Please note: The articles listed below contain historical material. The data provided was current at the time of publication. For current information regarding any of the funds mentioned in these presentations, please visit the appropriate fund performance page.
- Here’s What Oil Did the Last Time OPEC Cut Production
- December 2, 2016
By Frank Holmes
CEO and Chief Investment Officer
U.S. Global Investors
It finally happened. For the first time since 2008, the Organization of Petroleum Exporting Countries (OPEC) agreed to a crude oil production cut this week, renewing hope among producers and investors that prices can begin to recover in earnest after a protracted two-year slump, one of the worst in living memory.
The last three times the cartel agreed to trim output—in 2008, 2001 and 1998—oil rallied in the following weeks and months. Of course, there’s no guarantee the same will happen this time around, as other market forces are at play, but it’s helpful to look at the historical precedent.
OPEC’s decision follows a strong endorsement from Goldman Sachs, which upgraded its rating on basic materials to overweight for the first time in four years. Analysts see commodities gaining 9 percent on average over the next three months, 11 percent over the next six months.
As reported by TheStreet’s Paul Whitfield, Goldman’s change of heart was prompted by “the recent acceleration in global PMIs (purchasing managers’ indexes),” which “suggests commodity markets are entering a cyclically stronger environment.”
The JPMorgan Global Manufacturing PMI rose slightly in November to a 27-month high of 52.1, extending sector expansion for the sixth straight month—very encouraging news.
As I’ve shared with you many times before, our own research has shown a strong correlation between PMI performance and commodity prices three and six months out. I’m thrilled to see Wall Street and media outlets coming around to this realization as well.
In short, OPEC’s production cut is constructive for energy in the near term, while a rising PMI is good news for the long term.
$70 Oil Next Year?
Since oil collapsed in September 2014, as much as $4 billion have been wiped from oil workers’ wages in the U.S. alone, according to Bureau of Labor Statistics data. Countries that rely heavily on oil revenue—Venezuela, Colombia, Russia and Nigeria, notably—have had to stretch balance sheets. And for the first time in nearly 40 years, Alaska, where the oil industry accounts for half of all economic activity, is scheduled to impose an income tax by 2019.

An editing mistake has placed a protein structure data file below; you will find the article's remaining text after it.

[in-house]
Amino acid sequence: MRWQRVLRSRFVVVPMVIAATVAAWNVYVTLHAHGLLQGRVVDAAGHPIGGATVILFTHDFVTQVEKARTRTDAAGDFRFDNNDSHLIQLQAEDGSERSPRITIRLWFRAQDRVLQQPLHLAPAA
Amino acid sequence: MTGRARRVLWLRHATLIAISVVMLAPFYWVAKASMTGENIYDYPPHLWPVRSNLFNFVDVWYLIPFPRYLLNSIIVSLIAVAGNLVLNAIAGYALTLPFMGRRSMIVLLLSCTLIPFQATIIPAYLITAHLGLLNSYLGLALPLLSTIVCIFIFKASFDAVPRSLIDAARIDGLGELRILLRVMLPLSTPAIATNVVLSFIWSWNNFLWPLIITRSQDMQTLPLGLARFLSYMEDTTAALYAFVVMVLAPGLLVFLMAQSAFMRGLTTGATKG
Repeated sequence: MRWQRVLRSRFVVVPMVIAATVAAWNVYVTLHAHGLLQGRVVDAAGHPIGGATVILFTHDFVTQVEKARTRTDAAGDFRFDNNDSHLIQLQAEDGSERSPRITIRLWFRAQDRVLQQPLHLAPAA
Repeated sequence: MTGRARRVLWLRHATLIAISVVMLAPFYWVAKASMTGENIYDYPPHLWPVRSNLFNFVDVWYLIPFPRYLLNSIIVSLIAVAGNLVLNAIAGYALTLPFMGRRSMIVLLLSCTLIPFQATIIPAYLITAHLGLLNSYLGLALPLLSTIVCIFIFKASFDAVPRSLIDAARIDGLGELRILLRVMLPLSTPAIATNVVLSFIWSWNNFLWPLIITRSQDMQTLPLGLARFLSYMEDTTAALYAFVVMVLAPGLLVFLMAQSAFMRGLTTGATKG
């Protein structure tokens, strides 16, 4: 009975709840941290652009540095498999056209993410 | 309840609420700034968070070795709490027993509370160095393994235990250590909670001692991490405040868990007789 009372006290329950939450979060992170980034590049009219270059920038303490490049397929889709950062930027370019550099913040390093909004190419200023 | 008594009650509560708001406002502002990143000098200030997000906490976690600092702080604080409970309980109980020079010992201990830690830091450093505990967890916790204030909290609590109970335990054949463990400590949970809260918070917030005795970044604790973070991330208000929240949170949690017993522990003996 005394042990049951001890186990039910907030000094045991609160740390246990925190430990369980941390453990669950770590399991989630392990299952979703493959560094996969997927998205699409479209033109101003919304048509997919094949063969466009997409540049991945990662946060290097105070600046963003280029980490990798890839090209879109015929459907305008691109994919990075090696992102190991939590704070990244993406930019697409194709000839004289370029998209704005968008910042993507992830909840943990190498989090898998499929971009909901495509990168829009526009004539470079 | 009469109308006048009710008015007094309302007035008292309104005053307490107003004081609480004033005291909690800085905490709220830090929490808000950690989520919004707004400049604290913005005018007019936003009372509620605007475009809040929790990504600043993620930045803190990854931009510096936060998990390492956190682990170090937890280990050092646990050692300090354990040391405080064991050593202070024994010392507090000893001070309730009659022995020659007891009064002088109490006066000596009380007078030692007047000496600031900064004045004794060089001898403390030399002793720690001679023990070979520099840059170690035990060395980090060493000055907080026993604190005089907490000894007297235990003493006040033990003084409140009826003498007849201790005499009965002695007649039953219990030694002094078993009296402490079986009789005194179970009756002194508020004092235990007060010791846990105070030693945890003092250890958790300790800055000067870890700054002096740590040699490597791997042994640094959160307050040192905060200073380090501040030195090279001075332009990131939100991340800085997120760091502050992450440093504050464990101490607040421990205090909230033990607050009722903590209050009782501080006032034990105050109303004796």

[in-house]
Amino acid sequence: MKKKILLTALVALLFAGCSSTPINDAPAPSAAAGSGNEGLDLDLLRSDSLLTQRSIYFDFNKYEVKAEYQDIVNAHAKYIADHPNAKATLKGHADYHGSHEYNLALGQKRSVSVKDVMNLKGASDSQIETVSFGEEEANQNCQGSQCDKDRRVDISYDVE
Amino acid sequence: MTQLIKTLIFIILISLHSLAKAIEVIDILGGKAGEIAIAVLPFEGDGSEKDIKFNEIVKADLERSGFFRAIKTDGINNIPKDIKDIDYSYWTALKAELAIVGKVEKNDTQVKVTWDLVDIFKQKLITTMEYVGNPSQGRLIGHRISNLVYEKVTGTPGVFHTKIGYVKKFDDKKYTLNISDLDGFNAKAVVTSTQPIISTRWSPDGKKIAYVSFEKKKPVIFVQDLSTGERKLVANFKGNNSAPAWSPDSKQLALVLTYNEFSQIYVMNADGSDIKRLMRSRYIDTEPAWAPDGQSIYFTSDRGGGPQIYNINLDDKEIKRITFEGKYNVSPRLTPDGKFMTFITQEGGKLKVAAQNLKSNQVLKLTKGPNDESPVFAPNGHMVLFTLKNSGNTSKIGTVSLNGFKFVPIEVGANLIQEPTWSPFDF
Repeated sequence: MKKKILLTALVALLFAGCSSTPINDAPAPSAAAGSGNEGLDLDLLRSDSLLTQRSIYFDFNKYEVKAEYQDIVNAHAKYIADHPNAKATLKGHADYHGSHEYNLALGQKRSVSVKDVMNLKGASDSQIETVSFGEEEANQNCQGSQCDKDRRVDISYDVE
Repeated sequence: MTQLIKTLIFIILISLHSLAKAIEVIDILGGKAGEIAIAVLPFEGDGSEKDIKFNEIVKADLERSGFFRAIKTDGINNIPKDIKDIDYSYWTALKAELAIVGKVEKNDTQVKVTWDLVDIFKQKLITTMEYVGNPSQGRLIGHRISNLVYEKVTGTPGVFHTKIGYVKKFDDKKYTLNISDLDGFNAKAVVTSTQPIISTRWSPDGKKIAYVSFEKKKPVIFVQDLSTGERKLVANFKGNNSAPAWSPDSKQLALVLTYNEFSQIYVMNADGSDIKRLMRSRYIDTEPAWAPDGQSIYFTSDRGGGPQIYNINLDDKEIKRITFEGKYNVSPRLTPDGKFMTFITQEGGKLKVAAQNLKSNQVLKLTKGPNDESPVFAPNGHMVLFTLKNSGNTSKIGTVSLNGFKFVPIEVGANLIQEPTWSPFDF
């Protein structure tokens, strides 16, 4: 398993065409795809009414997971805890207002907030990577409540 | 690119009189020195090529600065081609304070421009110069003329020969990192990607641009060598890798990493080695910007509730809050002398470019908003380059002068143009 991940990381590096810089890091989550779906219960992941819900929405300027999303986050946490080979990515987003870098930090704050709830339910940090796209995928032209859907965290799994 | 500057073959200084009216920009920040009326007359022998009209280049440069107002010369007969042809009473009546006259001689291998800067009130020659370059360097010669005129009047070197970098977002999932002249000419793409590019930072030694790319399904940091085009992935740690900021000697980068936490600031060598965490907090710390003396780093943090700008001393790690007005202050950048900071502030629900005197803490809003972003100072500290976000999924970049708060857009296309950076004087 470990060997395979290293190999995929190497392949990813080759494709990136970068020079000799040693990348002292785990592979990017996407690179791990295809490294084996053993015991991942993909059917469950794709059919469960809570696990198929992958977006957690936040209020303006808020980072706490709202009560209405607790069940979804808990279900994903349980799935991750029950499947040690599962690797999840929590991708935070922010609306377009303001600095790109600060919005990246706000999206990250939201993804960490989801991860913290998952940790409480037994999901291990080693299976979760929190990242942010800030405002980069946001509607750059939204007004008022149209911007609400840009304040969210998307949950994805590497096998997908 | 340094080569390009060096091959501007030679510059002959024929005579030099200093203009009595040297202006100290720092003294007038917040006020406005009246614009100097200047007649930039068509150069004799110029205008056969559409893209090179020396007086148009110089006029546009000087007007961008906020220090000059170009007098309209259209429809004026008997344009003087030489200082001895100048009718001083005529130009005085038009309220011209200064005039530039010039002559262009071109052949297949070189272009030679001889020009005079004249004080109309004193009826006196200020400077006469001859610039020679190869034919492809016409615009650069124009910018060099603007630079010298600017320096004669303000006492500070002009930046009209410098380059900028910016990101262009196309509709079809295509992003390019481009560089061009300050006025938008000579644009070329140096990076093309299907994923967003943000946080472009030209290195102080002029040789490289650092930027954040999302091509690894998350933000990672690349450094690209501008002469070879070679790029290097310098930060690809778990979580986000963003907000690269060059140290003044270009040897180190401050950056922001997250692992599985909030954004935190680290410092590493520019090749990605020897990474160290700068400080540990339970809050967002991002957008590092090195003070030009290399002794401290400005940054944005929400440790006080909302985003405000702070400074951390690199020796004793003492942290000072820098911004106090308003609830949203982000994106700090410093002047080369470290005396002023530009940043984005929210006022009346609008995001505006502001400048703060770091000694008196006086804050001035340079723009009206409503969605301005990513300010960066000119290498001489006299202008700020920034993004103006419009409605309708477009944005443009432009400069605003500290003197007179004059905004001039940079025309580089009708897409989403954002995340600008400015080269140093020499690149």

Many analysts now find reason to be optimistic about a recovery in energy. Speaking to the Houston Chronicle, David Pursell of energy investment bank Tudor, Pickering, Holt & Co. predicts “2017 will be a better year for oil and gas activity than we anticipated.” Pursell sees crude possibly rallying above $70 a barrel sometime next year.
The OPEC deal, announced on Wednesday, aims to reduce production by 1.2 million barrels a day, or about 1 percent of global output. For comparison’s sake, the cartel, which controls a third of all oil production, agreed to a reduction of 2.2 million barrels a day in 2008. Although not an OPEC member, Russia has also agreed to trim production—by about 300,000 barrels a day—the first time it’s cooperated with OPEC since 2001.
Following the announcement, West Texas Intermediate (WTI) crude surged above $50 a barrel.
Meanwhile, investors piled into oil ETFs, with inflows into one surpassing $1 billion on Thursday alone. Shares of Halliburton, Continental Resources and California Resources all saw dramatic spikes.
The Challenges Ahead
Some investors are understandably cautious. OPEC doesn’t have the authority to enforce compliance from its 14 member-nations, and output has typically exceeded quotas.
What’s more, it’s likely U.S. shale producers, which today operate at lower costs compared to other players, will be first to take advantage of a bump in prices. Drilling activity is already accelerating. Since May, the number of active oil rigs in North America has climbed 50 percent to 474, as of November 23.
“U.S. oil production growth is all but guaranteed to return in 2017,” according to Joseph Triepke, founder of oil research firm Infill Thinking. Triepke adds that as many as 150 rigs could be reactivated next year in Texas’ Permian Basin alone.
It’s there, in the Wolfcamp formation of the Permian, that the United States Geological Survey (USGS) recently discovered 20 billion barrels of “technically recoverable” oil, the largest deposit ever to be found in the U.S. Bloomberg reports that the deposit is worth an estimated $900 billion at today’s prices.
On the demand side, higher prices could spell trouble in emerging countries whose currencies have weakened against the U.S. dollar in recent months, especially since Donald Trump won the presidential election. Because oil is priced in dollars, it’s become more expensive in China and India, the second and third largest oil consumers following the U.S.
Gold Looks Technically Oversold, Ready for a Price Reversal
As I often say, every asset class has its own DNA of volatility, which is measured by standard deviation. Specifically, standard deviation gauges the typical fluctuation of a security or asset class around its mean return over a period of time ranging from one day to 12 months or more.
This brings us to mean reversion, which is the theory that, although prices might trend up for some time (as in a bull market), or fall (as in a bear market), they tend to move back toward their historic averages eventually. Such elasticity is the basis for knowing when an asset is overbought or oversold—and when to sell or buy.